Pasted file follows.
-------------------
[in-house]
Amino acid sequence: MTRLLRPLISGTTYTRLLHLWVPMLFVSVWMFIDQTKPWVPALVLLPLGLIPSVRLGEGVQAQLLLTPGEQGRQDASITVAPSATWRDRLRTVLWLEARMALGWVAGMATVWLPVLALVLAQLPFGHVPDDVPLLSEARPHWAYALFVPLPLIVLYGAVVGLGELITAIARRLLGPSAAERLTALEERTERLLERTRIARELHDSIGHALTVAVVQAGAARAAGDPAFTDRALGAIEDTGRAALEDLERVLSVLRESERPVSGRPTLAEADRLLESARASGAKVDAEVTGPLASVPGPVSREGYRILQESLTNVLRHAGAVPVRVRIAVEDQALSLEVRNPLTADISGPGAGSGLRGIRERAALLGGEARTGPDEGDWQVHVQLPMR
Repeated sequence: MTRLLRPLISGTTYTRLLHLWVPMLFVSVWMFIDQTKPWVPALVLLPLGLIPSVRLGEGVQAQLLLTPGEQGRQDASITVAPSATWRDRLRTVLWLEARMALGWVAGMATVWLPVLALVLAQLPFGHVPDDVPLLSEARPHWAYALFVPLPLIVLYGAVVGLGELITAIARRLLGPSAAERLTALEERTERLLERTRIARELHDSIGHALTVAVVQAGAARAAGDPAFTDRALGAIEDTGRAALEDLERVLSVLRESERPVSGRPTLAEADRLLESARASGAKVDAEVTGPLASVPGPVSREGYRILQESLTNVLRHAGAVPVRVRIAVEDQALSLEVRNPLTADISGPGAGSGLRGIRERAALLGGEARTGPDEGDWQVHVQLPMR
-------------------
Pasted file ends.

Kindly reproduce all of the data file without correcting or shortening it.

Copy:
[in-house]
Amino acid sequence: MTRLLRPLISGTTYTRLLHLWVPMLFVSVWMFIDQTKPWVPALVLLPLGLIPSVRLGEGVQAQLLLTPGEQGRQDASITVAPSATWRDRLRTVLWLEARMALGWVAGMATVWLPVLALVLAQLPFGHVPDDVPLLSEARPHWAYALFVPLPLIVLYGAVVGLGELITAIARRLLGPSAAERLTALEERTERLLERTRIARELHDSIGHALTVAVVQAGAARAAGDPAFTDRALGAIEDTGRAALEDLERVLSVLRESERPVSGRPTLAEADRLLESARASGAKVDAEVTGPLASVPGPVSREGYRILQESLTNVLRHAGAVPVRVRIAVEDQALSLEVRNPLTADISGPGAGSGLRGIRERAALLGGEARTGPDEGDWQVHVQLPMR
Repeated sequence: MTRLLRPLISGTTYTRLLHLWVPMLFVSVWMFIDQTKPWVPALVLLPLGLIPSVRLGEGVQAQLLLTPGEQGRQDASITVAPSATWRDRLRTVLWLEARMALGWVAGMATVWLPVLALVLAQLPFGHVPDDVPLLSEARPHWAYALFVPLPLIVLYGAVVGLGELITAIARRLLGPSAAERLTALEERTERLLERTRIARELHDSIGHALTVAVVQAGAARAAGDPAFTDRALGAIEDTGRAALEDLERVLSVLRESERPVSGRPTLAEADRLLESARASGAKVDAEVTGPLASVPGPVSREGYRILQESLTNVLRHAGAVPVRVRIAVEDQALSLEVRNPLTADISGPGAGSGLRGIRERAALLGGEARTGPDEGDWQVHVQLPMR